MTA to cut more than 1,000 positions

February 23, 2010 3:47:11 PM PST
They've been called the eyes and ears of the MTA. But now more than 400 station agents could be laid off, along with about 600 officials at headquarters.

It's the loss of the station agents that have many riders worried.

"I think it's a mistake because you do need a lot of these people around, and so (MTA) shouldn't lay them off," one rider said.

"I don't think it's good. People need to work. How we gonna get help?" wondered another rider.

Station agent and union official Maurice Jenkins says the MTA seems more concerned about those new countdown clocks than about people out of work.

"It's a countdown to destruction. Would you take away the safety aspect of what we do to find out when a train is coming?" Jenkins said.

This latest news comes after a new round of cutbacks, and the ever present possibility of a bigger than expected fare hike next year.

Despite a lot of new help from taxpayers, the picture is so bad at the MTA because of the bleak economy.

While the legislative rescue package passed in May 2009 was projected to balance the MTA's budget, the forecasted revenues have failed to materialize. The MTA budget passed in December relied on a package of service cuts and these administrative layoffs to close a $383 million deficit. Since that time, an additional $378 million gap has developed this year based on revised state revenue projections.

"The state's economic crisis demands that the MTA move quickly and decisively to cut costs, and that is exactly what we are doing," MTA chairmand and CEO Jay Walder said. "These layoffs are extremely painful, but we must live within our means and make the tough decisions that businesses and families across New York are making."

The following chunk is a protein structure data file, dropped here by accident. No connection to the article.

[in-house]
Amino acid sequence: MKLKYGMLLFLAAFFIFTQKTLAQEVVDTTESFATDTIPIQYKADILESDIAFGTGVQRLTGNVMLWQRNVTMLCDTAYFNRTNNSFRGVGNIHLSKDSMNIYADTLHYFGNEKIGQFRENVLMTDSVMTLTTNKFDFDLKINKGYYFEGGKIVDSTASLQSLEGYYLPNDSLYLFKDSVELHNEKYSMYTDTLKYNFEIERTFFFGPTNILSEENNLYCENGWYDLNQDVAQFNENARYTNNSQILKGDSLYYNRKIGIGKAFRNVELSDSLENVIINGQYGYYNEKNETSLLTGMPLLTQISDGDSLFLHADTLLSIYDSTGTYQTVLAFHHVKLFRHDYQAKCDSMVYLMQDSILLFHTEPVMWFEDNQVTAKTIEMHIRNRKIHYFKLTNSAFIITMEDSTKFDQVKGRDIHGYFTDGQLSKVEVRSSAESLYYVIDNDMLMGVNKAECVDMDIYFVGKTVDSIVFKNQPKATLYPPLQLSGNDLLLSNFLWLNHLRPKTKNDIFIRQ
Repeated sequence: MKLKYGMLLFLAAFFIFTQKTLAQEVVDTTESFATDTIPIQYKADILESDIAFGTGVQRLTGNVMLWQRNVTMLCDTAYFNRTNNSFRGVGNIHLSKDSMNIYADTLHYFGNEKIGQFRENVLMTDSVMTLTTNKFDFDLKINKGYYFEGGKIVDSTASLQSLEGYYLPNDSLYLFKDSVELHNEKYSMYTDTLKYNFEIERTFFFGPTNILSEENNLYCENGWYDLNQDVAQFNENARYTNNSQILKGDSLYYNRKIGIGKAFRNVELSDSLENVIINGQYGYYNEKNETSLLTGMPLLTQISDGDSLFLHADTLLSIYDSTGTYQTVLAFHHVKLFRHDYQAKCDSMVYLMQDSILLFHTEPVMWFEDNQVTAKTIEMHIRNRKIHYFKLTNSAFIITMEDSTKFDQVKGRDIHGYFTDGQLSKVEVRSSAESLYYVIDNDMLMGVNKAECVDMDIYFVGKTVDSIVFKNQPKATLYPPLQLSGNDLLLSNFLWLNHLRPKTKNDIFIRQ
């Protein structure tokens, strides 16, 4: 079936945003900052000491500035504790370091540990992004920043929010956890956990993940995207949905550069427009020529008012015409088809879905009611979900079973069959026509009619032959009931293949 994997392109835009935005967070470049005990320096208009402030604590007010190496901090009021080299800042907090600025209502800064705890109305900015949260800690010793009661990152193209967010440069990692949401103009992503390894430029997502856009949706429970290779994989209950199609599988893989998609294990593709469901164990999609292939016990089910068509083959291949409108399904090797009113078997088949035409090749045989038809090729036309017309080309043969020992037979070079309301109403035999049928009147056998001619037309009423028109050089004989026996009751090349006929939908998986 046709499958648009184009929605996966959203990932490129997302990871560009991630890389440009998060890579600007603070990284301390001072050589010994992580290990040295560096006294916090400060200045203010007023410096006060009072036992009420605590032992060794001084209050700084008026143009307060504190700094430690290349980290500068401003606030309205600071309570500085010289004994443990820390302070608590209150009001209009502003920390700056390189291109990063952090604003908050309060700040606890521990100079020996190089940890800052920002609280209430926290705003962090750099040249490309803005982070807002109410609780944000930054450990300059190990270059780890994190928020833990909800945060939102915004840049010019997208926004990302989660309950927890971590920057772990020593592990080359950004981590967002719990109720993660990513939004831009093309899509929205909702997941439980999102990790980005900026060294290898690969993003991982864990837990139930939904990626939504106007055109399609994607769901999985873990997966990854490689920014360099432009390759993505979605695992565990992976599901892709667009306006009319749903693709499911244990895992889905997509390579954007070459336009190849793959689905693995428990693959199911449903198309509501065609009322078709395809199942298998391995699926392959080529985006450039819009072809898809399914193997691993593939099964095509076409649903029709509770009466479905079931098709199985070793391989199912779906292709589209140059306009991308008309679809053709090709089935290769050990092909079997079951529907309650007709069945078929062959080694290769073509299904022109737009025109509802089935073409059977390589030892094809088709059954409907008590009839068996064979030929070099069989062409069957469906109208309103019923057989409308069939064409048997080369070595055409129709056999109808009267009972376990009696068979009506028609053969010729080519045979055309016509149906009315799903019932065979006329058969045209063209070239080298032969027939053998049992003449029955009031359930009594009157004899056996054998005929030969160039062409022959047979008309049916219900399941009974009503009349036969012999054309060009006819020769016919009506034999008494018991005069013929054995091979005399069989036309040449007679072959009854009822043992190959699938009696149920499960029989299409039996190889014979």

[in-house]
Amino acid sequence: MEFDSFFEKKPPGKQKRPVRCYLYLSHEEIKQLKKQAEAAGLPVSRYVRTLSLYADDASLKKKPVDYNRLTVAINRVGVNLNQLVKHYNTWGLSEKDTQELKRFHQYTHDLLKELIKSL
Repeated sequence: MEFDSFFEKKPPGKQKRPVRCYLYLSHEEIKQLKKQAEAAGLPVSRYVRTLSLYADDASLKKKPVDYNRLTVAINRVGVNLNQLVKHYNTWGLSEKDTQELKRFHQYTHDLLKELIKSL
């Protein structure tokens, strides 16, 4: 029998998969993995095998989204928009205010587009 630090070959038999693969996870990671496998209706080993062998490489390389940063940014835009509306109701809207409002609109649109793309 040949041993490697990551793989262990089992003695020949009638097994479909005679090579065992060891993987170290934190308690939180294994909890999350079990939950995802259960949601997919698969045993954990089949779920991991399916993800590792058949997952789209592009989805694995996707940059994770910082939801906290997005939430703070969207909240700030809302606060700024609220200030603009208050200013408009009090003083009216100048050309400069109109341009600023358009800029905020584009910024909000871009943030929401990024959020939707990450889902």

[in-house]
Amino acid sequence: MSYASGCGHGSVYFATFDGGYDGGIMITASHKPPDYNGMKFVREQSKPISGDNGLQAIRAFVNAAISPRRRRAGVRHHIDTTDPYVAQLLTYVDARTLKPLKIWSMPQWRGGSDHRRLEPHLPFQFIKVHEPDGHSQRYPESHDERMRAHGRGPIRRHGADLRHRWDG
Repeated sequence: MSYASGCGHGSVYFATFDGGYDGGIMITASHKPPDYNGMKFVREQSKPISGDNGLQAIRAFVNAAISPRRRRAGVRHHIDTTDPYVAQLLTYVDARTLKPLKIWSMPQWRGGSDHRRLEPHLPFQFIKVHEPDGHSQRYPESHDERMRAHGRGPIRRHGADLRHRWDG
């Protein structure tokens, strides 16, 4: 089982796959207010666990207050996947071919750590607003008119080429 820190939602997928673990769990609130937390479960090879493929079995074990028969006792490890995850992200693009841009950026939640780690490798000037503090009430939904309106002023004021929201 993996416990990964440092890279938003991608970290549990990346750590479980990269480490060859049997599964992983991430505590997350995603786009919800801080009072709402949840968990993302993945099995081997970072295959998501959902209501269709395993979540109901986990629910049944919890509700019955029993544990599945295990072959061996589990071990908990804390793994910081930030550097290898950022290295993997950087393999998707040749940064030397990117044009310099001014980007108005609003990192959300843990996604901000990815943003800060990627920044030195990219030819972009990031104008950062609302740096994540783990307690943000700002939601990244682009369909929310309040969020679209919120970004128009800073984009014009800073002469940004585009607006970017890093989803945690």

The real estate tax alone brought in about 1.6 billion dollars three years ago. Now it's down to about 400-million a year.

"There's no doubt the picture at the MTA is bleak and no doubt we have to make cuts and cuts will be coming, but the reality of the situation is I think this represents an opportunity for the MTA to get leaner," said Jim Vacca, NYC Council Transportation Chair.

Meaning not many riders will be upset about layoffs at headquarters, but the news will likely get worse soon.

The agency could consider laying off bus drivers and others who actually operate the system.

Those are cuts all of us would feel as soon as this summer.


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